Michael Findlay, a director at Acquavella Galleries in New York, is one of eight new members appointed to the Cultural Property Advisory Committee by US president Joseph R. Biden on 19 August. The appointments represent a near-total turnover of the 11-member committee, which brings together experts from the art market, museums, archaeology, anthropology and related fields, as well as three members representing the public interest, to advise the US Department of State on matters related to the cultural patrimony of other nations such as import restrictions on property coming from certain countries or emergency action to help safeguard artefacts overseas.
Prior to his stint at Acquavella, Scottish-born Findlay started his own gallery in Manhattan’s Soho district in the 1960s. He joined Christie’s in 1984, eventually rising to senior director at the auction house and serving on its board of directors until 2000. The Cultural Property Advisory Committee will not be his first stint working with the US government—since 2001 he has served on the Internal Revenue Service’s (IRS) Art Advisory Panel, which helps the IRS assess the appraisals taxpayers submit to ensure they pay the correct taxes on art they have bought, sold, or given or received as gifts or inheritance.
In addition to Findlay, art world appointees to the committee include Albuquerque Museum director Andrew Connors; the curator of African art and department head for Africa, Oceania, and Indigenous Americas at the Detroit Institute of Arts, Nii Quarcoopome; and Cynthia Denise Herbert, the president of Connecticut-based appraisals firm Appretium Appraisal Services. Experts in archaeology and anthropology joining the committee include Miriam T. Stark, a professor at the University of Hawai’i at Mānoa; Arkansas Archeological Survey director Alex W. Barker; and Alexandra Jones, the founder and chief executive of the Washington, DC-based organisation Archaeology in the Community.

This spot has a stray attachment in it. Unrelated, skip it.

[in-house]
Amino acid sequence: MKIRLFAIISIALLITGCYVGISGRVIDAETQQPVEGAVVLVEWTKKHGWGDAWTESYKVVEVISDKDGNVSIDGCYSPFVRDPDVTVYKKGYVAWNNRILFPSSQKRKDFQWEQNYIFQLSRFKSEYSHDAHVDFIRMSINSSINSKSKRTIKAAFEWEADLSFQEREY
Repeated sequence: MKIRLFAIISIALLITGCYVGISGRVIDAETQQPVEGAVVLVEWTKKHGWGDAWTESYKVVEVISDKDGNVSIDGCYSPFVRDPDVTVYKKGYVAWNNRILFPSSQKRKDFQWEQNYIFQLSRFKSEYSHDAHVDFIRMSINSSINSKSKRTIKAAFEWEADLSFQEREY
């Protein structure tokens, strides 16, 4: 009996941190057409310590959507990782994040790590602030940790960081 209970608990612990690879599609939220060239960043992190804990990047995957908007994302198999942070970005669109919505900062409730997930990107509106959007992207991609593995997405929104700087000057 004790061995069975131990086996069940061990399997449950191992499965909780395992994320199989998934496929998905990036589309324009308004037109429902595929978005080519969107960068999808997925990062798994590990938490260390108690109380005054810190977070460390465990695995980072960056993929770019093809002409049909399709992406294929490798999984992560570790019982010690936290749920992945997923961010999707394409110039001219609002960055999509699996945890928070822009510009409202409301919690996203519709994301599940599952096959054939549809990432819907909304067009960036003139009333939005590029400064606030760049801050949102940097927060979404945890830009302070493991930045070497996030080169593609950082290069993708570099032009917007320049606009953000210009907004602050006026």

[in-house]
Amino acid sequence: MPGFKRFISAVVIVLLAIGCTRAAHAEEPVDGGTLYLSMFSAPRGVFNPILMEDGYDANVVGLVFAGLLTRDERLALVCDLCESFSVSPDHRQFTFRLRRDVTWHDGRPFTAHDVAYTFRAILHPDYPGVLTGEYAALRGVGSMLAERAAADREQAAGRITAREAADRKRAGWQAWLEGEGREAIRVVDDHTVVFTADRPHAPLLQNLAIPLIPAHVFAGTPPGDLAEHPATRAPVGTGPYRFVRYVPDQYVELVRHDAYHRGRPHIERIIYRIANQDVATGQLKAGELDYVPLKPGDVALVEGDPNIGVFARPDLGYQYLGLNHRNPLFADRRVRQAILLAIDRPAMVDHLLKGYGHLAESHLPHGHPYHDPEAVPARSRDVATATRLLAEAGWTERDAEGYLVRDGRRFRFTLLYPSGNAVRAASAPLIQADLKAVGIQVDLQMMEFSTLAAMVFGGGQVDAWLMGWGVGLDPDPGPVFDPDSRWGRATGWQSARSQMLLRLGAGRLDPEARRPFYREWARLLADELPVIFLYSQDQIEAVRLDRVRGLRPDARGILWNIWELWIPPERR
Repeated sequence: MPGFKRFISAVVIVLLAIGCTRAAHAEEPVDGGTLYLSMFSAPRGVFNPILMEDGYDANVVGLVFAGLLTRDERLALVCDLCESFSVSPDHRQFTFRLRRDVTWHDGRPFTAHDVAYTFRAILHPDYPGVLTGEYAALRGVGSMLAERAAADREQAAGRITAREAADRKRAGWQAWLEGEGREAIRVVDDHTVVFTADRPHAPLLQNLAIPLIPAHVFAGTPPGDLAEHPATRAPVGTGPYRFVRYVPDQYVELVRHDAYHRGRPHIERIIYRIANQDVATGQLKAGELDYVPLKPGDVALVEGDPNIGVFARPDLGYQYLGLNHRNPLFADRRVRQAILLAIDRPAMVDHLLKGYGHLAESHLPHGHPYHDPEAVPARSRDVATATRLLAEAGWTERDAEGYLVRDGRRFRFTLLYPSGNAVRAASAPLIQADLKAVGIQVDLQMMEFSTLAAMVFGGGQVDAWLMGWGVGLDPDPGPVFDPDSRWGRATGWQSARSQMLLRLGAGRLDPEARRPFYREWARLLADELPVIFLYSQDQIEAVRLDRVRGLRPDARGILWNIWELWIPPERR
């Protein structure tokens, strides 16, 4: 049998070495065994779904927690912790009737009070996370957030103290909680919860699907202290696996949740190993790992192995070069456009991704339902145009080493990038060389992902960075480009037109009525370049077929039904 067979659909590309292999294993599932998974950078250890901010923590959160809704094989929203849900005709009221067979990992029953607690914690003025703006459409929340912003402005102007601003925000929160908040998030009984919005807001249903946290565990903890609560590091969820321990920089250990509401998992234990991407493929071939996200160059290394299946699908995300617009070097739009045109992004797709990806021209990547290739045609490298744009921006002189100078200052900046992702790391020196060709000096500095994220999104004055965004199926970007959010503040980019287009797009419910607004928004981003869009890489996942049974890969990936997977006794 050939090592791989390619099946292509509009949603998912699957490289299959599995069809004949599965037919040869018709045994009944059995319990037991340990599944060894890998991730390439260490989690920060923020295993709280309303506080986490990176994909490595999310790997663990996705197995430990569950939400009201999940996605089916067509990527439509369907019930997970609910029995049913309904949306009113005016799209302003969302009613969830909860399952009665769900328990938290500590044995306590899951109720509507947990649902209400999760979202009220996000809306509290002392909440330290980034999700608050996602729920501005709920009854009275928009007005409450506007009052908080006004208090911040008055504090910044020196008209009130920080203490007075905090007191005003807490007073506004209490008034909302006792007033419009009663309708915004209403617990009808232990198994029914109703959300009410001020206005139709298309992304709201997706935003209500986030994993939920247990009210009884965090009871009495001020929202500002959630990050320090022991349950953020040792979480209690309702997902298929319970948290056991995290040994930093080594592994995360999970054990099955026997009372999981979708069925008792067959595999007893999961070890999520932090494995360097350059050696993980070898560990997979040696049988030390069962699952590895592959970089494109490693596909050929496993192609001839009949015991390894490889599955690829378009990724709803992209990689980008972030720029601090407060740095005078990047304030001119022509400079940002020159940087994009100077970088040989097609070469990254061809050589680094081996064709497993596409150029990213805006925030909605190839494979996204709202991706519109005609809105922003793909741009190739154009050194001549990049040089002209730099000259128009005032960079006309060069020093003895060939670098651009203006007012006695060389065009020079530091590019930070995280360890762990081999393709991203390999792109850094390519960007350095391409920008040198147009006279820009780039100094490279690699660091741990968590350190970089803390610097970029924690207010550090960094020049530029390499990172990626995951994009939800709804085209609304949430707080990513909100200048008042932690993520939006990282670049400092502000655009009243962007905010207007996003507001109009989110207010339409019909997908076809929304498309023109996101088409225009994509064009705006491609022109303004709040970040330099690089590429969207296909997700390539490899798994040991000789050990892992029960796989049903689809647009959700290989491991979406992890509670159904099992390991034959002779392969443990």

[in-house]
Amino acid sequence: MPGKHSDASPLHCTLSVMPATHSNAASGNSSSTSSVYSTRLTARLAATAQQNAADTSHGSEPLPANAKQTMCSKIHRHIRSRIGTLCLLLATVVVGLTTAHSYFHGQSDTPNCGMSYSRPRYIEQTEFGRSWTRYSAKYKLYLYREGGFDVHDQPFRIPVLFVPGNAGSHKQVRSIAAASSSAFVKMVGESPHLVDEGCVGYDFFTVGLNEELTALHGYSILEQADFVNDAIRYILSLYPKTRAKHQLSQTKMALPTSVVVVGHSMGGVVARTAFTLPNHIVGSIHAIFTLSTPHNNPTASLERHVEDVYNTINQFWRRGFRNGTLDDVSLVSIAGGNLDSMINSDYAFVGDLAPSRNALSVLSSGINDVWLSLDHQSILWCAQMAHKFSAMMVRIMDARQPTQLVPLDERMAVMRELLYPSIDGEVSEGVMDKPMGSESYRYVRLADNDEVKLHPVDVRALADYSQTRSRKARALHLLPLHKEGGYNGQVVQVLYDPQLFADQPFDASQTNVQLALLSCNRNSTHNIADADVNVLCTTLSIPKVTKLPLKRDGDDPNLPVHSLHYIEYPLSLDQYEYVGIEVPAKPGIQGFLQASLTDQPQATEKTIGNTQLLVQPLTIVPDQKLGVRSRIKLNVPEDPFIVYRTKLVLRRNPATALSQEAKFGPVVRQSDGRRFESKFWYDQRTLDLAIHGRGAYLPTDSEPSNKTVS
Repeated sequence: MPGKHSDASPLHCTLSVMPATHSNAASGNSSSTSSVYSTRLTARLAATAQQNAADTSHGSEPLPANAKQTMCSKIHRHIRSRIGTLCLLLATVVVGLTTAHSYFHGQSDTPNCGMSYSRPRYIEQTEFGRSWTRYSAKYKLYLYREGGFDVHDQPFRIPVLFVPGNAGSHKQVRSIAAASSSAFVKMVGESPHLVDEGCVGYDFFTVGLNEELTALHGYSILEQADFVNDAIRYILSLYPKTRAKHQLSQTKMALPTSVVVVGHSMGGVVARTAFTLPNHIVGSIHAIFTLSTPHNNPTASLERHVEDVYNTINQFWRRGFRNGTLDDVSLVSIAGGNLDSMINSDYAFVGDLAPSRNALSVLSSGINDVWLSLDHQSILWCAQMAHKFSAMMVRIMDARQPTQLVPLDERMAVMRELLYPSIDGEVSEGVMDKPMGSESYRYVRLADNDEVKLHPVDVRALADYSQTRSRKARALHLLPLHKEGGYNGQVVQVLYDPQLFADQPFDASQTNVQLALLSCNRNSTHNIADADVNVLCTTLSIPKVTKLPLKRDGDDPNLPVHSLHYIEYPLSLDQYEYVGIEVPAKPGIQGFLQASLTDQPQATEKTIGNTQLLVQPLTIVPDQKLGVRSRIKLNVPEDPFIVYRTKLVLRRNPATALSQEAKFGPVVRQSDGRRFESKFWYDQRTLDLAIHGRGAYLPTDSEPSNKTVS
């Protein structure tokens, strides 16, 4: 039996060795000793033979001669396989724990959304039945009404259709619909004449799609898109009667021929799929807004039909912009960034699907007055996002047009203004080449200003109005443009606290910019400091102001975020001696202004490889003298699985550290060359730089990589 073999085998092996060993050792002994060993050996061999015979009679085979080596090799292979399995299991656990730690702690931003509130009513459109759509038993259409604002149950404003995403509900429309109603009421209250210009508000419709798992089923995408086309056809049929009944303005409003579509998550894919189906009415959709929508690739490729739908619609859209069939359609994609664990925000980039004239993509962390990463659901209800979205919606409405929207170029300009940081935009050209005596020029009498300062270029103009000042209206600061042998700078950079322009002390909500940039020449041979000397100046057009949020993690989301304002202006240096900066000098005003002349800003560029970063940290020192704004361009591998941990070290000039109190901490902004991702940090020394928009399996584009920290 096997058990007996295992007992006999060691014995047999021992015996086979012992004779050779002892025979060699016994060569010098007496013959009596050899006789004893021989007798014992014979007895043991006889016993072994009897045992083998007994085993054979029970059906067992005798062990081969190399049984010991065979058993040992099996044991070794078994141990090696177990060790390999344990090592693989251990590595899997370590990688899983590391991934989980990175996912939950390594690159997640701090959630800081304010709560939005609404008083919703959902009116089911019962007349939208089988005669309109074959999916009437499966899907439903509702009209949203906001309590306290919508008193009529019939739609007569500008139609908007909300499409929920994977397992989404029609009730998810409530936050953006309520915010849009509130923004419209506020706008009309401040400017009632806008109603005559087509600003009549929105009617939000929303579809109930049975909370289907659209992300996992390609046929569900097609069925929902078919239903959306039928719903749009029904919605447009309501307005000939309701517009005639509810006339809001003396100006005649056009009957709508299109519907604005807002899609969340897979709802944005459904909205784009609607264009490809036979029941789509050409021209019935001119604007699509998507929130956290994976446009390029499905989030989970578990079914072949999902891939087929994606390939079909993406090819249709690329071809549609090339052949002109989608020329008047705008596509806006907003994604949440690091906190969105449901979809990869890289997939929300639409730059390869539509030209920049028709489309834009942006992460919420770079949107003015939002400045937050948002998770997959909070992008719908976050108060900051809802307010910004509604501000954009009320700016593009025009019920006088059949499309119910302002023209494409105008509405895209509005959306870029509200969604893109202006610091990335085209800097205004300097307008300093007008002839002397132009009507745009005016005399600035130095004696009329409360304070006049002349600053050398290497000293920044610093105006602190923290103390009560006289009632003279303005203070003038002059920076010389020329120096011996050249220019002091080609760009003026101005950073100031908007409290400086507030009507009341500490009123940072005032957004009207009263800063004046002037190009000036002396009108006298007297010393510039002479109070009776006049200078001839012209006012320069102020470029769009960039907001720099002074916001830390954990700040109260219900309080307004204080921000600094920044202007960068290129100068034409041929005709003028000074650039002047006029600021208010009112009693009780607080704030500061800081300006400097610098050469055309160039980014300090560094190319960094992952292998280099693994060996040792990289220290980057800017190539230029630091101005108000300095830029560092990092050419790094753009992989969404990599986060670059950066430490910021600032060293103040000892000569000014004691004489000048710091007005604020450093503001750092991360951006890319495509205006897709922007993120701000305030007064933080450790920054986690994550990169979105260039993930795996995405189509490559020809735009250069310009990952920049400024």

The committee was established with the passage of the Convention on Cultural Property Implementation Act in 1983 and had its charter renewed by the State Department this past June. It is intended to advise on ways to assist countries seeking to enforce Unesco’s 1970 Convention on the Means of Prohibiting and Preventing the Illicit Import, Export and Transfer of Ownership of Cultural Property. Its activities are facilitated by the State Department’s Cultural Heritage Center; at its most recent meeting in late July, for instance, the committee considered extensions of existing import restrictions on ancient objects entering the US from Belize and Libya.
In the same announcement, Biden revealed new appointees to the United States Commission for the Preservation of America’s Heritage Abroad—which focuses on the preservation of historic sites overseas related to the Second World War and other historical events that have shaped Americans’ heritage—and the J. William Fulbright Foreign Scholarship Board, which assists in the selection of scholars to participate in that revered study abroad programme. The appointments follow Biden’s naming, one week earlier, of 11 new members to the board that advises the Institute of Museum and Library Services.